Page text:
Sunday, May 22, 2011

New Jersey's Citizens Pay the Most, New York Second, Alaska's Least


Special report by Tax Foundation. For nearly two decades the Tax Foundation has published an estimate of the combined state-local tax burden shouldered by the residents of each of the 50 states. For each state, we calcu­late the total amount paid by the residents in taxes, then divide those taxes by the state's total income to compute a "tax burden."


Key Findings in the Report


Taxpayers pay taxes not only to the state and local governments where they reside but also to out-of-state governments, both naturally and by design. Nationwide, over a quarter of all state and local taxes are collected from non-residents, and a true measure of the tax burden on the residents of any state must take this into account. This paper attempts to quantify the tax shifting across states and how it affects the distribution of state and local tax burdens.

During fiscal year 2009, in the midst of a national recession, both income and taxes shrank, but taxes fell faster than incomes. The result was that tax burdens decreased from 9.9 percent in 2008 to 9.8 percent in 2009.

In 2009, the residents of New Jersey, New York and Connecticut paid the highest state-local tax burdens in the nation. They're the only three states where taxpayers give up 12 percent or more of their income in state-local taxes, a full percentage point above the next highest state, Wisconsin.

Alaskans, consistently the least taxed in the nation, again paid the least in 2009, just 6.3 percent. The next lowest state, over a full percentage point higher, is Nevada at 7.5 percent.



Click here to read the complete report ...
Source: Tax Foundation

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Long Island Property taxes most important issue, say LIers

No surprise here ! To stop this ridiculous rise in property taxes we have to educate our fellow LIers and contact your representative that they should demand Speaker Silver respond to the pleas of homeowners across the state and support a property tax cap in New York. It has already passed the senate but is being stalled in the Assembly by Assembly Speaker Sheldon Silver.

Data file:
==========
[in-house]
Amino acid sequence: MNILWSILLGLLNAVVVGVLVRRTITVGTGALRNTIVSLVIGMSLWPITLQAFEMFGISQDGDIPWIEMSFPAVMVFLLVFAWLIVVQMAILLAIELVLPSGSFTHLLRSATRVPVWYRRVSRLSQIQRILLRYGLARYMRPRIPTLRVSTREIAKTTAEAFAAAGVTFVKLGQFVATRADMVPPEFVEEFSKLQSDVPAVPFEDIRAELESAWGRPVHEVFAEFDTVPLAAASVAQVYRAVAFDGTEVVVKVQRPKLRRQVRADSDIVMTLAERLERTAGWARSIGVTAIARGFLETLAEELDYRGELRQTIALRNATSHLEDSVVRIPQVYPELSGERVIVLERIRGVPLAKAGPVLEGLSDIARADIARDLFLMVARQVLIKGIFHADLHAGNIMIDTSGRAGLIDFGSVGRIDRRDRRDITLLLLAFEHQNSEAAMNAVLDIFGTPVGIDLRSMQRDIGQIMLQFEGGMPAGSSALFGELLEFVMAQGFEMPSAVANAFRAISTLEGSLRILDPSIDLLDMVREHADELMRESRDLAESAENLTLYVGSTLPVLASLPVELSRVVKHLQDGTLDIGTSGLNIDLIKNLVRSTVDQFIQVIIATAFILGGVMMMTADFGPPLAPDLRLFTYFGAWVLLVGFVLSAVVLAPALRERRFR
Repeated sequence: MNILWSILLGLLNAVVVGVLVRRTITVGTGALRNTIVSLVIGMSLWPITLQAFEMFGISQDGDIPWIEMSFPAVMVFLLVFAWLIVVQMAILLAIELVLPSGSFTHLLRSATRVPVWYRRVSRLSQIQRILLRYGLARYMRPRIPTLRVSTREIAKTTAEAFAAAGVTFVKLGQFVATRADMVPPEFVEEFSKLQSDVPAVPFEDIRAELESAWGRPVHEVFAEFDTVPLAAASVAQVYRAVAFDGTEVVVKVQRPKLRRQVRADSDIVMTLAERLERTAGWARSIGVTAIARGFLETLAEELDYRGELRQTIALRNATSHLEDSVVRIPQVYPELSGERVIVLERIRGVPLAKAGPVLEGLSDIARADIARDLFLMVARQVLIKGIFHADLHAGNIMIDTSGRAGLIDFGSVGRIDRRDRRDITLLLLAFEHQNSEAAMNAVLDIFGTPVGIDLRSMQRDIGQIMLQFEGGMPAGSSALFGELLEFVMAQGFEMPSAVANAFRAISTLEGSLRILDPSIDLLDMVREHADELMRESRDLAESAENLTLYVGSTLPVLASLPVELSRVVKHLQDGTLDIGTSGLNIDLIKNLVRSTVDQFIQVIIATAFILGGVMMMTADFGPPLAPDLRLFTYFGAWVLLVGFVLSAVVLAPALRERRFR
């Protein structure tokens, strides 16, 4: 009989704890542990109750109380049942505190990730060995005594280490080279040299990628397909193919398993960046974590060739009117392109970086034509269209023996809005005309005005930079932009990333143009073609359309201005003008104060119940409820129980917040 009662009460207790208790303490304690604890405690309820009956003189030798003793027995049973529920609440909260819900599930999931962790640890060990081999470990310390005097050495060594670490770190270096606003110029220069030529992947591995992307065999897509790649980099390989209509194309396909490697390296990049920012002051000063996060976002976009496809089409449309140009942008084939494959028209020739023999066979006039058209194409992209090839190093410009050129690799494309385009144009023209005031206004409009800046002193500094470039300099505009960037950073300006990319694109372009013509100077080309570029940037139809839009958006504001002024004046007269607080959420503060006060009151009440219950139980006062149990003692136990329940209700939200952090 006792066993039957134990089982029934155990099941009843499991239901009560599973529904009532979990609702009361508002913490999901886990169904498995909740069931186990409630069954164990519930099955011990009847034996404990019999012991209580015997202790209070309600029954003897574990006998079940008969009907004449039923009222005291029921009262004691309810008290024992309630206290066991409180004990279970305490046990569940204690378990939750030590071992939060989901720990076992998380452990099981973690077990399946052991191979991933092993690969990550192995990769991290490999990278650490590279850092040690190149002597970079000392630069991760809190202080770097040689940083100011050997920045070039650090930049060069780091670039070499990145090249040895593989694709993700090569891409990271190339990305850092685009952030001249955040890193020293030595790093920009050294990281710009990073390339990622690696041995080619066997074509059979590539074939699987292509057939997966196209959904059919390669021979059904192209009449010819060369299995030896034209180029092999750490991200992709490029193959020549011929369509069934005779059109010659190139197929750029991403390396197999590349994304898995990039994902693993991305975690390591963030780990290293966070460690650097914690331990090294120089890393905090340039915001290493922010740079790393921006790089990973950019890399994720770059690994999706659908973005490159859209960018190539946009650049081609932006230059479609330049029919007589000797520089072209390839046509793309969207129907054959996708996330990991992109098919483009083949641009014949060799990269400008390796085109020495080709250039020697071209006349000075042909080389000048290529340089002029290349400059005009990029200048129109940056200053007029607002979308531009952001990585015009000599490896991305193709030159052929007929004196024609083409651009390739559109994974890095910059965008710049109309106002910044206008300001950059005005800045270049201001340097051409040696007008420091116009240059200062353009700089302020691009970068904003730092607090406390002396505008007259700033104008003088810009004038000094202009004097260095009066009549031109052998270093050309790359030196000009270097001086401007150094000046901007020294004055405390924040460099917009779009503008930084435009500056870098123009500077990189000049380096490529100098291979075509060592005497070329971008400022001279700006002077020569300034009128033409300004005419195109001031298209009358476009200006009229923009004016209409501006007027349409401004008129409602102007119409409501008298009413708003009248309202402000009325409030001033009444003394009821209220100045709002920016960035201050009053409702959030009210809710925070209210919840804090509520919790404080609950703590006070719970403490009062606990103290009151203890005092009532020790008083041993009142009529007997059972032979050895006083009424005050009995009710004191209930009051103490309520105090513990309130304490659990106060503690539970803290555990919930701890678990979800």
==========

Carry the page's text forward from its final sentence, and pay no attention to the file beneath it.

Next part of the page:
Also this year we are seeing some enormous rise in property taxes in school districts such as
William Floyd 12.47% and Seaford 8.99%. Some school districts such as Middle country is resorting to blackmailing its residents. The deal for districts residents is either approved a 6.68% increase or the district is going to force 21.61% increase in tax levy.


Published by THOMAS MAIER at Newsday

By a wide margin, property taxes are the most important issue facing Long Islanders, according to a Newsday / News 12 Long Island / Siena Research Institute Poll. Property taxes were cited overall by 45 percent of respondents, more than twice the 21 percent who cited "availability of good jobs" as the second most pressing issue for Long Islanders. "Property taxes are really an issue here because it keeps the young people from staying on Long Island and it will prevent the older people from staying, too," Tafuri explained.

Property taxes also are a large part of why the 57 percent of those polled said Long Islanders are headed in the "wrong direction" rather than the "right track" in the poll. A similar margin said New York State was headed in the wrong direction as well.

Property taxes are a particularly raw issue in Nassau County, where 53 percent cited them as the biggest issue, compared to 36 percent in Suffolk. Islandwide, Republicans and people 55 years or older complained about property taxes the most. "The Democrats love to spend money and they have to get it from the taxpayers," said one poll respondent, a retired Republican who lives on Nassau County's South Shore.

School costs - the biggest part of property tax bills - were also on the minds of Long Islanders who cited "the quality of public schools" among their top concerns. "The first thing I would do is eliminate tenure for teachers in public schools to cut costs," said another poll respondent, a 50-year-old Garden City man who is a Republican and who did not want to give his name. Although he was happy that his two children attending local schools got a good education there, he said his family's property tax bill has been overwhelming.

Property taxes hit a chord with all respondents, regardless of age, race, gender, religion, location or party affiliation. In addition to identifying the most important issue, the poll underlined the intensity of Long Islanders' general feelings about property taxes, with 86 percent calling the issue "very important" and 11 percent as "somewhat important." Crime, schools, good jobs and health care also received strong reactions, with traffic congestion and the local environment getting milder reactions.